Côte Rôtie La Mouline, Etienne Guigal 2009
The 2009 Cote Rotie La Mouline possesses off-the-charts richness. Like all the vintages, it comes from the Cote Blonde and is co-fermented with 11% Viognier. Its 13.5% alcohol is one of the highest in all the La Moulines made to date, which shows you that these wines are never that powerful. Extraordinary layers of concentration offer up notes of roasted coffee, sweet black cherries, black raspberries, blackberries, licorice and hints of spring flowers as well as lychee nuts (no doubt attributable to the floral/honeysuckle character of Viognier). With its full-bodied, extravagant richness, the 2009 La Mouline should be relatively approachable in 1-2 years, and last for two decades or more. Drink 2013-2033
|Score: 100||Robert Parker, Wine Advocate (204), December 2012|
Just as good, but made in a completely different style, the 2009 Cote Rotie la Mouline (which incorporates a whopping 11% of Viognier) offers an insane bouquet of roasted meats, toast, spice, caramelized meats, coffee bean and deep, concentrated and layered blackberry and cassis-styled fruit. As with the 2010, it has off-the-chart richness, a stacked mid-palate and a gorgeous polish to its tannin. Give it another 3 to 4 years and drink it over the following 2-3 decades.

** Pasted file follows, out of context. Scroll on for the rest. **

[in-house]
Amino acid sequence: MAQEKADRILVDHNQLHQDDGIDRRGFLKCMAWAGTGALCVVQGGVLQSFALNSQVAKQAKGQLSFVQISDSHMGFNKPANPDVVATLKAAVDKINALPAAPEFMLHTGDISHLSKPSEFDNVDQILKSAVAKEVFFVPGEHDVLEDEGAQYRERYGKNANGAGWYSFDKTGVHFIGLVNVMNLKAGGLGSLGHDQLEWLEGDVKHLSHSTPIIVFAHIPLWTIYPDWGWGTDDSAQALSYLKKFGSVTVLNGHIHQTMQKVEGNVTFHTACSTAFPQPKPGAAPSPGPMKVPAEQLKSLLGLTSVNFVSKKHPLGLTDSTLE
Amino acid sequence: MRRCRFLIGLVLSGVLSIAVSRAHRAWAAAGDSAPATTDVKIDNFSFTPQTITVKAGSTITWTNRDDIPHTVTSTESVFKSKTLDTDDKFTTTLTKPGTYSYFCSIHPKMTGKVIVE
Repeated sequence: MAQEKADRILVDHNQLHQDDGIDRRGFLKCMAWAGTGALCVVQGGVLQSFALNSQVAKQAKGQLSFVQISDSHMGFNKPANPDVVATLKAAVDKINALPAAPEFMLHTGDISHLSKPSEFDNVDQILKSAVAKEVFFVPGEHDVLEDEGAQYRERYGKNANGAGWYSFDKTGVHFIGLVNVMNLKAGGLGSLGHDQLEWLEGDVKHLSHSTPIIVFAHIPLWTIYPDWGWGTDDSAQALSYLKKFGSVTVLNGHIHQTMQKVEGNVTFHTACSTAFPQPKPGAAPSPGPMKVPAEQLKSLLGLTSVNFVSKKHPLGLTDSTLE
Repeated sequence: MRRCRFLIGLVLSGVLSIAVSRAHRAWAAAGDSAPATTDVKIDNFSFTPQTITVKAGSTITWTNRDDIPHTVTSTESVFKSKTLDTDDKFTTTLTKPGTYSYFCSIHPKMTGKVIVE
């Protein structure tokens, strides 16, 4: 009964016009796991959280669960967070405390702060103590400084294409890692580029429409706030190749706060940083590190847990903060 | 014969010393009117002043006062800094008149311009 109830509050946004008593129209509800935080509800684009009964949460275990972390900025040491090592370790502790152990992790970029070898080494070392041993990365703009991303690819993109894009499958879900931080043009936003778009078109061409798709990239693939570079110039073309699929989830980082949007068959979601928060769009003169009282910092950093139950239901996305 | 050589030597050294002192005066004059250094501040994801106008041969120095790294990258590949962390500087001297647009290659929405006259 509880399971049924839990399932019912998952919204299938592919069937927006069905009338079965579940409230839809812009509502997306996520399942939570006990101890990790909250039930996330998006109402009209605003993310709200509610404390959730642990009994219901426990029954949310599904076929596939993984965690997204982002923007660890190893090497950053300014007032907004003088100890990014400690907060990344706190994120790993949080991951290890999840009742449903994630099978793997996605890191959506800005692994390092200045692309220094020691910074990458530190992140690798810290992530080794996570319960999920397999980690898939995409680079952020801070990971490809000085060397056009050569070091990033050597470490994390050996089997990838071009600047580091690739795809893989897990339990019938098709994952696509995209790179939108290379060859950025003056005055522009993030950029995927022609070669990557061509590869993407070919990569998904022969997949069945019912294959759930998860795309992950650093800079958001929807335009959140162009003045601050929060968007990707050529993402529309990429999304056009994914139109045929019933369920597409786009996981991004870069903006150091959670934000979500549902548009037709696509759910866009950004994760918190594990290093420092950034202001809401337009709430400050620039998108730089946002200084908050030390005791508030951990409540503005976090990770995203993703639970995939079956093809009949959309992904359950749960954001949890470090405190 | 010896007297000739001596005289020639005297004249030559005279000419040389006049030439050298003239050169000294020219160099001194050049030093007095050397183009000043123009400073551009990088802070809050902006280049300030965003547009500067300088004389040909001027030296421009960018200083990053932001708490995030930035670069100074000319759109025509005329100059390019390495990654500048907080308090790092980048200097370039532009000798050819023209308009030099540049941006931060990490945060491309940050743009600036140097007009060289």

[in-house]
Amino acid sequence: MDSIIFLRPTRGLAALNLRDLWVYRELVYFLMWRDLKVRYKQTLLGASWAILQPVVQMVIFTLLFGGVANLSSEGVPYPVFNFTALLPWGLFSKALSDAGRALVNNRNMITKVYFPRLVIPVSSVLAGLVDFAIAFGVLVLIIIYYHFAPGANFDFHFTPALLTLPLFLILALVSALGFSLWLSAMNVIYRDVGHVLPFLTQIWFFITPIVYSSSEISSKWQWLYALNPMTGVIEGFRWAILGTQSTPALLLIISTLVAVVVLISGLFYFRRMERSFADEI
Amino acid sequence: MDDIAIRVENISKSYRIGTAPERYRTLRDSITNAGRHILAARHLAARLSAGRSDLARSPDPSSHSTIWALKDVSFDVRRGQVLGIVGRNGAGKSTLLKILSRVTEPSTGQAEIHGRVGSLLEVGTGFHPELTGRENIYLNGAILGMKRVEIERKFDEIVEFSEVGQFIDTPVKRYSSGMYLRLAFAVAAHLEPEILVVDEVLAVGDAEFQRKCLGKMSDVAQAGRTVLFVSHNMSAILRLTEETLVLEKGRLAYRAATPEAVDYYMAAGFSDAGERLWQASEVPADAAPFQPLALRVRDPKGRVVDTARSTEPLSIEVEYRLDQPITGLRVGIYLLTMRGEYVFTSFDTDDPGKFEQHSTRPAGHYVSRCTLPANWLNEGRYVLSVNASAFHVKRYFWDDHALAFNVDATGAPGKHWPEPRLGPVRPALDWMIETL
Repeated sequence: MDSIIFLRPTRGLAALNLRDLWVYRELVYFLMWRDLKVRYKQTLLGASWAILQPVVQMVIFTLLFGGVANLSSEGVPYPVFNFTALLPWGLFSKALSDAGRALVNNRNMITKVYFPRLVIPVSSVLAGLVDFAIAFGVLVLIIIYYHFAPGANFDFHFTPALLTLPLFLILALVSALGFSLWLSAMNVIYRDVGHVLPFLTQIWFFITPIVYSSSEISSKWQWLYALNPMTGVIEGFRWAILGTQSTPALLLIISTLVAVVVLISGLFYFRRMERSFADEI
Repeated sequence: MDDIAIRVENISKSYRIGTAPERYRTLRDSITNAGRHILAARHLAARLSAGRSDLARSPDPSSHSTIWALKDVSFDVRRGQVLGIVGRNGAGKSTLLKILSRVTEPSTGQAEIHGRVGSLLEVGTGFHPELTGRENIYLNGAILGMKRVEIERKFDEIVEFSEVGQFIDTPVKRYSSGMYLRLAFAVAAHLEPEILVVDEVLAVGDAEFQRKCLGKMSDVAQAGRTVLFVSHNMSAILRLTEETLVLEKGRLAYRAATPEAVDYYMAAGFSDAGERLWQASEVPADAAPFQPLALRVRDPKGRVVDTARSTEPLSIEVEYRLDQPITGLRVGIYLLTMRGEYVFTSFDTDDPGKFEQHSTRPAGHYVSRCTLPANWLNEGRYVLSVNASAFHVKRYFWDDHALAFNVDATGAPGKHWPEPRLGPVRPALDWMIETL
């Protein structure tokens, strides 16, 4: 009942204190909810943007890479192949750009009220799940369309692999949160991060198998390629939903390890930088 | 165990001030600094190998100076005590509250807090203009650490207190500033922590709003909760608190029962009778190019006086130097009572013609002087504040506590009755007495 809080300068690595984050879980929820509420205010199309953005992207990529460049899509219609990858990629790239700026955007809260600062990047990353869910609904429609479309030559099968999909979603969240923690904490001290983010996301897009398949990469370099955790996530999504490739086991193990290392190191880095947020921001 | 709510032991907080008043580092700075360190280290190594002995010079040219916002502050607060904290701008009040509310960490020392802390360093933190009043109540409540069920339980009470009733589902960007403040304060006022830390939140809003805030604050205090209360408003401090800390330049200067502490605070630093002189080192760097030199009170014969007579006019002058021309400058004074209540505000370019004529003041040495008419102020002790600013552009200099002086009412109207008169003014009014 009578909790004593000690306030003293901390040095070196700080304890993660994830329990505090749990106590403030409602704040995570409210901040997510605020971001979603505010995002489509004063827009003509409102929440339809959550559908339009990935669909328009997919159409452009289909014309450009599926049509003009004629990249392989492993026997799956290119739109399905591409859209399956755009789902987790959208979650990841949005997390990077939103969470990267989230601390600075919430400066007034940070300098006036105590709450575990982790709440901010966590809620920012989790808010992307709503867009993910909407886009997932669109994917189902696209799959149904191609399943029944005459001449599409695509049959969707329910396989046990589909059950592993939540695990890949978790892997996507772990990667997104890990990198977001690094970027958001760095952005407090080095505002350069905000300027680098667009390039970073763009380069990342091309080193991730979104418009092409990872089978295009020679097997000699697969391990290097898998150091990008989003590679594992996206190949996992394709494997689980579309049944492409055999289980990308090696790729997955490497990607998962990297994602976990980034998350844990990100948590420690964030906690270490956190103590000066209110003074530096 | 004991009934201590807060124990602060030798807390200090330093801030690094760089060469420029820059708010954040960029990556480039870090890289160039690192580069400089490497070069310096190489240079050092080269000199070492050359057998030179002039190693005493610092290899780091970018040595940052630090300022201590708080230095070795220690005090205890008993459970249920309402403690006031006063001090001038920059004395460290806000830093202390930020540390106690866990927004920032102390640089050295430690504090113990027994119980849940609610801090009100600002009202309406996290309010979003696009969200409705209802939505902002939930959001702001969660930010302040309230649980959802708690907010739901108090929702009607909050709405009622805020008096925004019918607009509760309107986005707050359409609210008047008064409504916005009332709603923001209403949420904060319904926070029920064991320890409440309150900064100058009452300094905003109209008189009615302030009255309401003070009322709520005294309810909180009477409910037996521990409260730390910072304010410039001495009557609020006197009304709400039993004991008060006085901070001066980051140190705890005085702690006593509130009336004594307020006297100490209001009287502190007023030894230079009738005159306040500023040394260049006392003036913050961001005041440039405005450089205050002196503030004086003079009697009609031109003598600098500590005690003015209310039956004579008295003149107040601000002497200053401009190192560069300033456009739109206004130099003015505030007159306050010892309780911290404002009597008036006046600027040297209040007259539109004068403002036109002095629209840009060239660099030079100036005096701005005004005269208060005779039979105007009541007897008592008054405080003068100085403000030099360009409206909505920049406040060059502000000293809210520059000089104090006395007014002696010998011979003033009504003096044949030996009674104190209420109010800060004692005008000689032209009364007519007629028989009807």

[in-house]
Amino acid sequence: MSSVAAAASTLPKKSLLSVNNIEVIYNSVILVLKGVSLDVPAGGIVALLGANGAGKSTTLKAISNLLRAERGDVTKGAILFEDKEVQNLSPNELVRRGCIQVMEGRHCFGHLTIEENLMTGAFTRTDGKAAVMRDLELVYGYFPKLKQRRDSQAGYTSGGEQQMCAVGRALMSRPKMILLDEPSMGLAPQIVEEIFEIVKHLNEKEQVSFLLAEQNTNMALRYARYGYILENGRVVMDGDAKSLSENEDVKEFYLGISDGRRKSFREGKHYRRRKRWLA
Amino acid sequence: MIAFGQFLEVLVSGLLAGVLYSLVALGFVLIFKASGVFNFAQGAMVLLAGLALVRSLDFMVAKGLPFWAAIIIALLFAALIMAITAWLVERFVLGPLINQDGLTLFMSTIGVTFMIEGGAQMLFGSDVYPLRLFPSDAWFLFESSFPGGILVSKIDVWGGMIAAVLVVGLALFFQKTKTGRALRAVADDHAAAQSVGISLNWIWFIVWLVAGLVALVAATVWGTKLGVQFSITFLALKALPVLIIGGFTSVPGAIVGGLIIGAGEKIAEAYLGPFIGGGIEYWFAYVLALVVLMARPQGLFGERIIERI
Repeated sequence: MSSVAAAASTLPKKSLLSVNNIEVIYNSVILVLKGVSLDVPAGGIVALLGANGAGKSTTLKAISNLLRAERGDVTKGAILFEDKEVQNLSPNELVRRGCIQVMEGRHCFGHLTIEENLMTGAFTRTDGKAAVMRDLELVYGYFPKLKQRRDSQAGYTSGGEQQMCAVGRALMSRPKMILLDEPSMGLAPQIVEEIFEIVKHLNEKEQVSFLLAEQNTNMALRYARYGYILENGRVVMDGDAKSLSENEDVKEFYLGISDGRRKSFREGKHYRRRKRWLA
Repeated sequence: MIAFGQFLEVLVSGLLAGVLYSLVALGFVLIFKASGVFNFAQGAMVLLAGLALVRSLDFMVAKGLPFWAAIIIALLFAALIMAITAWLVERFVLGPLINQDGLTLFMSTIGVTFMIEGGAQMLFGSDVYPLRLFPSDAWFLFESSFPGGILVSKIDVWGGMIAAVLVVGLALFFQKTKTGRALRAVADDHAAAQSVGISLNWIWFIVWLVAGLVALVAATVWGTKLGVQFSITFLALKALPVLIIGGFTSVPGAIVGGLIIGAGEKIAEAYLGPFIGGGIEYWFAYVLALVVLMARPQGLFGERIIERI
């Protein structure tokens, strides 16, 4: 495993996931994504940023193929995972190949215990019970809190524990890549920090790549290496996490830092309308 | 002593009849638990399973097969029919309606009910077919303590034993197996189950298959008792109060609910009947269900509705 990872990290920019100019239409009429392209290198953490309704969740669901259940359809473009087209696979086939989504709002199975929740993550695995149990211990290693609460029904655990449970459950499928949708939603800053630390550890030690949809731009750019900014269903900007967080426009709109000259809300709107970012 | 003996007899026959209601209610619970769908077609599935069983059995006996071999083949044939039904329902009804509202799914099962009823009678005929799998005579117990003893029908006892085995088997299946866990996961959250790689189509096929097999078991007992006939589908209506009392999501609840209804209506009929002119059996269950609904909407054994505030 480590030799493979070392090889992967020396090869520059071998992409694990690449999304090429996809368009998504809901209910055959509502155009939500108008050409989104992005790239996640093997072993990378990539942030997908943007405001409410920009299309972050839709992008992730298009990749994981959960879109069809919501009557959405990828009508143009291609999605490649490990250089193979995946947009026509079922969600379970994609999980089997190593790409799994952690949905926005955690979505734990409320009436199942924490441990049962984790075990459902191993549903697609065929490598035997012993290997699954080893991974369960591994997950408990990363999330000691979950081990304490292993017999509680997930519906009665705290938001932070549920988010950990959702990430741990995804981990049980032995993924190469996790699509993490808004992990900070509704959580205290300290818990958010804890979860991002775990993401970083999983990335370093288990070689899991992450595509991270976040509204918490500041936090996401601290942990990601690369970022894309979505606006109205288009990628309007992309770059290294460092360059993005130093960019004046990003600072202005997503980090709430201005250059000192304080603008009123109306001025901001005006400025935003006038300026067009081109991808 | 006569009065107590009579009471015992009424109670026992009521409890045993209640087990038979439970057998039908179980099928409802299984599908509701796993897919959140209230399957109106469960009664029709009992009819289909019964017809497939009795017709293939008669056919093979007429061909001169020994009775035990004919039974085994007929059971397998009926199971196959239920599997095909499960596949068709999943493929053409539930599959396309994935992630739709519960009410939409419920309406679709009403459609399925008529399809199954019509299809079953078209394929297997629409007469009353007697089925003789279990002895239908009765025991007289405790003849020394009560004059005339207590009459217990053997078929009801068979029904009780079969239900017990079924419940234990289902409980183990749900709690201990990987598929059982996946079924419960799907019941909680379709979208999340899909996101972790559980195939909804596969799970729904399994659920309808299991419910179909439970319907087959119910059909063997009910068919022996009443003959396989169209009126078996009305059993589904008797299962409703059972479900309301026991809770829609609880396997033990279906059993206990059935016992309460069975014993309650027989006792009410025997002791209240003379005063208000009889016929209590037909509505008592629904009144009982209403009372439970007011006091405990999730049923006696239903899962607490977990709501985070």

|Score: 100||Jeb Dunnuck, Wine Advocate (214), August 2014|
Dense and grippy now, with roasted alder, bittersweet ganache
and freshly roasted espresso notes leading the way, though
there's a very dense core of crushed plum, black currant and
blackberry fruit in reserve. A gorgeous charcoal stitching takes
over on the finish. There's loads of muscle, but also terrific cut
and drive through the finish. Best from 2015 through 2040
|Score: 98||James Molesworth, Wine Spectator Insider (33), August 2013|
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